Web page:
If you’re a parent, it’s possible that you have heard this statement thrown in your direction before. My wife and I, as we approach our seventh wedding anniversary, have three children. I find it amazing when people say “you got your hands full” when I am only holding one of my children. Imagine if they saw me when all three were climbing on me at the same time, or when they’re hungry and in a seemingly rehearsed chorus they ask for different foods in harmony.
With the Third Extraordinary Synod of Bishops set to meet this Fall, Pope Francis and bishops from around the world will be discussing issues related to marriage and family life. I believe that the Catholic Church’s vision for married life offers a fresh and engaging perspective for our contemporary world. St. John Paul II declares, “The communion of love between God and people, a fundamental part of the Revelation and faith experience of Israel, finds a meaningful expression in the marriage covenant which is established between a man and a woman” (Familiaris Consortio 12). The approaching synod has caused me to reflect on how I live my vocation to married life.
In his book Divine Likeness, Cardinal Marc Ouellet suggests that since Vatican II and St. John Paul II, “the theology of marriage has been developed in terms of ‘gift’…” (Ouellet 150-151). Men and women are created in the image of God (cf. Genesis 1:26-27). One of the great theological insights of Vatican II was the idea that “man, who is the only creature on earth which God willed for itself, cannot fully find himself except through a sincere gift of himself” (Gaudium et Spes 24). Only through a gift of self can people find their true purpose and meaning in life. This is because a total self gift both participates in and manifests the divine life to which we’re invited.
Many of us are familiar with St. John Paul II’s Wednesday audiences which have become what we call the “Theology of the Body.” The giving of oneself in marriage, including in the conjugal act, is discussed in terms of a total gift of oneself. In a marriage covenant, husband and wife can manifest Trinitarian love, and the communion to which all people are drawn. For a husband or wife to hold back anything would be a betrayal of the communion which they’re guided by the Holy Spirit to manifest.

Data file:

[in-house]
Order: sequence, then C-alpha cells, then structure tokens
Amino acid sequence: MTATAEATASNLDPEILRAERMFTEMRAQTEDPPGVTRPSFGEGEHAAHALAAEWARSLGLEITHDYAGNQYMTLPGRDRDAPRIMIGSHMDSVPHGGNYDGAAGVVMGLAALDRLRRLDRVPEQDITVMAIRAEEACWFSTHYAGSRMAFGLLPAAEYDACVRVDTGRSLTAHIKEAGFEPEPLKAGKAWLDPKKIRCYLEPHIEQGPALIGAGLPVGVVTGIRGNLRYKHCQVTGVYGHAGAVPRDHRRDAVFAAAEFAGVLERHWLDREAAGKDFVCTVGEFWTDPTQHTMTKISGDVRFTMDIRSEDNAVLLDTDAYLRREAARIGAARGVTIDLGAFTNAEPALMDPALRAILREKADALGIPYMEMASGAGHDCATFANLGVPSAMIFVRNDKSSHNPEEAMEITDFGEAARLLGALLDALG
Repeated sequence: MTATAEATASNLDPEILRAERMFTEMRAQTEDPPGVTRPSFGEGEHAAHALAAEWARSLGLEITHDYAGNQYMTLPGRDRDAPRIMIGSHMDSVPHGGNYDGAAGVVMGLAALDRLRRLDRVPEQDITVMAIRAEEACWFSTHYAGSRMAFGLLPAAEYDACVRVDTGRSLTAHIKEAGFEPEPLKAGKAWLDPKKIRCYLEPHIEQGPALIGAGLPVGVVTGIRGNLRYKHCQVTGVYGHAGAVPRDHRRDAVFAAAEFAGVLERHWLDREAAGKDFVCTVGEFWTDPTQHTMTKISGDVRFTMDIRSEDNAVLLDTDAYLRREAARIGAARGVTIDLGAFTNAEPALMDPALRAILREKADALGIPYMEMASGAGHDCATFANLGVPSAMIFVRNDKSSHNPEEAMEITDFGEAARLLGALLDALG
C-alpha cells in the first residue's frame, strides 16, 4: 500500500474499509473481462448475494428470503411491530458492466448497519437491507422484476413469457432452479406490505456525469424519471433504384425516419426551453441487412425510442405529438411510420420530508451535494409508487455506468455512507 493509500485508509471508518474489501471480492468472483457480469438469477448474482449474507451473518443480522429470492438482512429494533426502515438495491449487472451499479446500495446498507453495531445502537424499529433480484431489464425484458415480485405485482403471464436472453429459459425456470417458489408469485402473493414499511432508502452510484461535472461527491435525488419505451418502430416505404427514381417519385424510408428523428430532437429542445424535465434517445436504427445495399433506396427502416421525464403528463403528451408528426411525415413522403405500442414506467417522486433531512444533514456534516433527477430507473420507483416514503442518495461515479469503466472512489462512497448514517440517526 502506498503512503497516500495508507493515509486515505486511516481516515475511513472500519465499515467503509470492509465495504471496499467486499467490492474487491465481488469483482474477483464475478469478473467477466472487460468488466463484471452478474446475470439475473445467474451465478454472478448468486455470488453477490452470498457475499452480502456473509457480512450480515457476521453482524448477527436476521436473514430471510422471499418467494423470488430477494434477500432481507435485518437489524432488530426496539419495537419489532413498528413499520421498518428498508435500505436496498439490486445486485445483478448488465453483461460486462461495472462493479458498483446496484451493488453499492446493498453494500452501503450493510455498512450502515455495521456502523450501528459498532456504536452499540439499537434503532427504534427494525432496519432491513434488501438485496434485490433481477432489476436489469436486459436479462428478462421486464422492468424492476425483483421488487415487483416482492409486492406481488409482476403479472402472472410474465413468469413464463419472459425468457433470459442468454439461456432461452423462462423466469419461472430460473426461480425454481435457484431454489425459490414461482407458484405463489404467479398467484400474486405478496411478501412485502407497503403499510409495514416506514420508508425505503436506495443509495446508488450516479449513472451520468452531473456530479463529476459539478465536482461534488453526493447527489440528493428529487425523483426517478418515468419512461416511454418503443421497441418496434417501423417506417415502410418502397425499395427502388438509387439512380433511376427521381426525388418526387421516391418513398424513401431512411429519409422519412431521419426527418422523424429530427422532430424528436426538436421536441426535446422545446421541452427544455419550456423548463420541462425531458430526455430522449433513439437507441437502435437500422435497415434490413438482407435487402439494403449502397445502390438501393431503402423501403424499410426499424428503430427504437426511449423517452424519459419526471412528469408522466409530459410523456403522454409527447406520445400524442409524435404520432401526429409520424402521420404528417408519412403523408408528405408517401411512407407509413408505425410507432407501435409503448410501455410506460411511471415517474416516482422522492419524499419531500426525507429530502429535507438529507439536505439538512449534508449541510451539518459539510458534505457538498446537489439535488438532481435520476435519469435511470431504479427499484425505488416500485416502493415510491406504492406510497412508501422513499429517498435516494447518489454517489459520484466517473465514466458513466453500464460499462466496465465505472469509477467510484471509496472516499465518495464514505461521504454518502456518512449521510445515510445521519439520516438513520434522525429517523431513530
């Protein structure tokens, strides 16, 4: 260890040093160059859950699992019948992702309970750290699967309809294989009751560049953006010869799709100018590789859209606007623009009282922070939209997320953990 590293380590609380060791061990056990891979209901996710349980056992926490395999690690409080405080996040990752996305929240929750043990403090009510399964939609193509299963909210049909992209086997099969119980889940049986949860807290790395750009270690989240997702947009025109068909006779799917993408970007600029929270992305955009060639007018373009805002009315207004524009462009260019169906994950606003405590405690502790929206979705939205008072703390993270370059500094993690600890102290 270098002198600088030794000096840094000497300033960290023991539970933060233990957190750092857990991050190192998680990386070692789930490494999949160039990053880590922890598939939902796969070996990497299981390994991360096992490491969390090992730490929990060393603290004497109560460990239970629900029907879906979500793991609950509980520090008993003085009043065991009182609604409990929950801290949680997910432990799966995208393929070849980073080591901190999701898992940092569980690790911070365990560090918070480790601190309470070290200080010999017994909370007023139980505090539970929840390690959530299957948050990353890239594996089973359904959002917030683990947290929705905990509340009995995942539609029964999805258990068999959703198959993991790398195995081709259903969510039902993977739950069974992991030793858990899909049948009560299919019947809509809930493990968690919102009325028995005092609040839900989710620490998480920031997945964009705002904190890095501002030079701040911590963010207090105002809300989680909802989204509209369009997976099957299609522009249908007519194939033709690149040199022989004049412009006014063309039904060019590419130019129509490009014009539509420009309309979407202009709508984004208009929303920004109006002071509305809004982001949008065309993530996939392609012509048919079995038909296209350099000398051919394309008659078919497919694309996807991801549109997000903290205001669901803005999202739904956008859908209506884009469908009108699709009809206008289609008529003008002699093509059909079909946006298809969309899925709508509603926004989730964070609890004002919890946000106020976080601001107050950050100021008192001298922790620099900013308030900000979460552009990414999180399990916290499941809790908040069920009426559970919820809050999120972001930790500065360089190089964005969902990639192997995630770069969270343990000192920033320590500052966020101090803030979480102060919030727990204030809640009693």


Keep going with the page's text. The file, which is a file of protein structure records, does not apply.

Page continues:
Cardinal Angelo Scola in The Nuptial Mystery draws from St. John Paul II’s “Theology of the Body” and describes how the perichoresis of the Triune God is based on total self-giving. This is described beautifully in the following:
Communio personarum exists in its perfection in the Three in One, because the Father gives himself completely to the Son without keeping anything of his divine essence for himself… The Son himself gives back the same, perennial divine essence. This exchange of love between the two is so perfect as to be fruitful in a pure state: it gives rise to another person, the Holy Spirit (donum doni) (Scola, 131).
The Father completely gives everything He is to the Son; the Son completely gives Himself back in totality to the Father. Their self-giving love is so total and so perfect that it is fruitful and a third Person arises, the Holy Spirit.
Cardinal Scola makes the connection between this Trinitarian relationship and the relationship between husband and wife. A husband and wife can give a total gift of self, offering all that they are, and in the context of the conjugal act, it is possible that a new person can be created. But Cardinal Ouellet also mentions that whether or not a new child is conceived, the love of the spouses is fruitful in that they are manifesting the Trinitarian gift of self (cf. Ouellet 172).
There is an element of sacrifice involved here. The spouses freely commit to each other, accepting the new life if God should bless them with a child. However, if a couple experiences difficulty in conceiving, they also accept the sacrifice associated with not being able to bear children. In both cases, the spouses who completely give of themselves in love have the opportunity to offer themselves as a spiritual sacrifice to the Lord (cf. Romans 12:1) and to participate in the economy of salvation by manifesting Trinitarian love through a gift of self.
So my response to my interlocutors should be “Yes, I have my hands full: they’re full with my gift of self to the Lord. I give Him all that I am in loving surrender in an act of self-emptying gift-giving aimed at being drawn deeper into the mystery of the Trinitarian communio personarum, and this participation in the divine life penetrates who I am, giving me the grace and love to offer myself as a self gift to my wife.” Do you think that would get their attention?
Either way, what is essential to remember is that God invites us to participate in His very own divine life and we can experience true love through sincere acts of self gift.
Edward Trendowski is Coordinator for Catechetical Resources for the Diocese of Providence and teaches pastoral theology for Saint Joseph’s College Online.
This blog post was first published on the St. Joseph’s College of Maine Theology Faculty Blog. Click here to learn more about our cooperative alliance with St. Joseph’s College Online